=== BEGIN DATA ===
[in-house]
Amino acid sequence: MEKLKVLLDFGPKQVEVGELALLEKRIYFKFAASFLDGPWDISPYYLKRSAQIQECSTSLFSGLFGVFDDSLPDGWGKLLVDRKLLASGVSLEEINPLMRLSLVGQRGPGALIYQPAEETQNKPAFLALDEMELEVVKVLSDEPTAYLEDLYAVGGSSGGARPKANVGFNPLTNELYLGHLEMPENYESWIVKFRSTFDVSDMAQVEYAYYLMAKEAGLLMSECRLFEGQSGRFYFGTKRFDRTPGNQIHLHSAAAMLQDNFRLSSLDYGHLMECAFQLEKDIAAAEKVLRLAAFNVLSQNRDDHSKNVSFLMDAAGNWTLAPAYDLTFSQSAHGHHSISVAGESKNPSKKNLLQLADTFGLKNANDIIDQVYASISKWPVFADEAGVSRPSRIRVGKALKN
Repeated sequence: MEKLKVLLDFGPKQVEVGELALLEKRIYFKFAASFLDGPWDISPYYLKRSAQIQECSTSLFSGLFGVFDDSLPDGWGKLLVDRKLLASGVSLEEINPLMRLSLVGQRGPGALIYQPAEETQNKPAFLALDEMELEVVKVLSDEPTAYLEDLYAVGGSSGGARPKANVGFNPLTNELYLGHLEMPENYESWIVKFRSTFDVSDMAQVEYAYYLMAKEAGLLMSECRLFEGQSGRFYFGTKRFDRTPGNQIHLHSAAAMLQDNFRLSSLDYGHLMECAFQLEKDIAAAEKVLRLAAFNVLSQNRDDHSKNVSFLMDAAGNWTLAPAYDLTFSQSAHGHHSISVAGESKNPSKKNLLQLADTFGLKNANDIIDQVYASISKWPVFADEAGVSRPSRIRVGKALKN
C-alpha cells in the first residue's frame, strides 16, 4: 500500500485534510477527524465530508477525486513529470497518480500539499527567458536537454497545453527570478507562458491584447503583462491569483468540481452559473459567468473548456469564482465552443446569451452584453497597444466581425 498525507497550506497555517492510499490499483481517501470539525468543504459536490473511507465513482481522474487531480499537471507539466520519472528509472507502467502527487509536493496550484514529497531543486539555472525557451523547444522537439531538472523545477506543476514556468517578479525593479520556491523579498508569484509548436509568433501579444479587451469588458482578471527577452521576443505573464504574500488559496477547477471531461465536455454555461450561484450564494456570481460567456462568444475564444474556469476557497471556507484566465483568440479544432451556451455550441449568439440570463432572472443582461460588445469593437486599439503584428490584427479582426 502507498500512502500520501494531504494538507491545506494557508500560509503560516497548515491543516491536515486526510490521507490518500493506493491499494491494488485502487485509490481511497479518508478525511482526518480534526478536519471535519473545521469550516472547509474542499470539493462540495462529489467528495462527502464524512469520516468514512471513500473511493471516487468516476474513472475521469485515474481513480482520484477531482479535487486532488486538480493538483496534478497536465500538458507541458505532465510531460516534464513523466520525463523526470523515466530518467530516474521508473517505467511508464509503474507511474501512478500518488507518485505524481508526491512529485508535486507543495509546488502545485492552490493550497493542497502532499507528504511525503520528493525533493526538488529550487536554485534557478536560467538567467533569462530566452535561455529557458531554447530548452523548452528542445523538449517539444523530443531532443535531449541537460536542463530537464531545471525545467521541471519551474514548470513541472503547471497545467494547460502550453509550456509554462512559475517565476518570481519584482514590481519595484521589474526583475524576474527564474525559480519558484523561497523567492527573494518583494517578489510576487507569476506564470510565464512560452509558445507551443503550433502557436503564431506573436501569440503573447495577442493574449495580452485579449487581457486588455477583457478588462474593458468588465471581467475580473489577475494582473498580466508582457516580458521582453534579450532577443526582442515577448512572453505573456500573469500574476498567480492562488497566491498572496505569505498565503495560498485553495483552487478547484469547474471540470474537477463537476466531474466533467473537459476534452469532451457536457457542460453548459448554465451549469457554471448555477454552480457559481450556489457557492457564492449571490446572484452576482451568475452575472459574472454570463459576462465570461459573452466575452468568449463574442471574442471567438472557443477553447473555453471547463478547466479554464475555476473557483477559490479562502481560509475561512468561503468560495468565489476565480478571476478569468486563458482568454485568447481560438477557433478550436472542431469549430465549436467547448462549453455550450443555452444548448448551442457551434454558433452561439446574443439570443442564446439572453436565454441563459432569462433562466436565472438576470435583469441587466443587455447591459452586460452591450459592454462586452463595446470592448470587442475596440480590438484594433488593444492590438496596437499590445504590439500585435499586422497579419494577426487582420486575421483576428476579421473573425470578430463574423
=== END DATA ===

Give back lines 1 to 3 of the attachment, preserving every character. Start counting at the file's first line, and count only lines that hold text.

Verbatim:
[in-house]
Amino acid sequence: MEKLKVLLDFGPKQVEVGELALLEKRIYFKFAASFLDGPWDISPYYLKRSAQIQECSTSLFSGLFGVFDDSLPDGWGKLLVDRKLLASGVSLEEINPLMRLSLVGQRGPGALIYQPAEETQNKPAFLALDEMELEVVKVLSDEPTAYLEDLYAVGGSSGGARPKANVGFNPLTNELYLGHLEMPENYESWIVKFRSTFDVSDMAQVEYAYYLMAKEAGLLMSECRLFEGQSGRFYFGTKRFDRTPGNQIHLHSAAAMLQDNFRLSSLDYGHLMECAFQLEKDIAAAEKVLRLAAFNVLSQNRDDHSKNVSFLMDAAGNWTLAPAYDLTFSQSAHGHHSISVAGESKNPSKKNLLQLADTFGLKNANDIIDQVYASISKWPVFADEAGVSRPSRIRVGKALKN
Repeated sequence: MEKLKVLLDFGPKQVEVGELALLEKRIYFKFAASFLDGPWDISPYYLKRSAQIQECSTSLFSGLFGVFDDSLPDGWGKLLVDRKLLASGVSLEEINPLMRLSLVGQRGPGALIYQPAEETQNKPAFLALDEMELEVVKVLSDEPTAYLEDLYAVGGSSGGARPKANVGFNPLTNELYLGHLEMPENYESWIVKFRSTFDVSDMAQVEYAYYLMAKEAGLLMSECRLFEGQSGRFYFGTKRFDRTPGNQIHLHSAAAMLQDNFRLSSLDYGHLMECAFQLEKDIAAAEKVLRLAAFNVLSQNRDDHSKNVSFLMDAAGNWTLAPAYDLTFSQSAHGHHSISVAGESKNPSKKNLLQLADTFGLKNANDIIDQVYASISKWPVFADEAGVSRPSRIRVGKALKN